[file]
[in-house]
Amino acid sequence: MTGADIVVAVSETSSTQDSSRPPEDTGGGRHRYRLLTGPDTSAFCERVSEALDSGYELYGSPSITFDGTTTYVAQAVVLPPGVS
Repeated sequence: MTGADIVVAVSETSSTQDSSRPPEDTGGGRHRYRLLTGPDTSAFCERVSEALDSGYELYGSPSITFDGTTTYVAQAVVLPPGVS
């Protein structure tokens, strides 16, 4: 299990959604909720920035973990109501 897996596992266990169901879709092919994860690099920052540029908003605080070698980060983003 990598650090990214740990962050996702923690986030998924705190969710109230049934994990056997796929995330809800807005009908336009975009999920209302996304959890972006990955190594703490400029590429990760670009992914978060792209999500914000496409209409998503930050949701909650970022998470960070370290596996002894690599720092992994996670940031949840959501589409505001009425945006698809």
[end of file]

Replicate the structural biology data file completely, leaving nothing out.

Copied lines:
[in-house]
Amino acid sequence: MTGADIVVAVSETSSTQDSSRPPEDTGGGRHRYRLLTGPDTSAFCERVSEALDSGYELYGSPSITFDGTTTYVAQAVVLPPGVS
Repeated sequence: MTGADIVVAVSETSSTQDSSRPPEDTGGGRHRYRLLTGPDTSAFCERVSEALDSGYELYGSPSITFDGTTTYVAQAVVLPPGVS
């Protein structure tokens, strides 16, 4: 299990959604909720920035973990109501 897996596992266990169901879709092919994860690099920052540029908003605080070698980060983003 990598650090990214740990962050996702923690986030998924705190969710109230049934994990056997796929995330809800807005009908336009975009999920209302996304959890972006990955190594703490400029590429990760670009992914978060792209999500914000496409209409998503930050949701909650970022998470960070370290596996002894690599720092992994996670940031949840959501589409505001009425945006698809």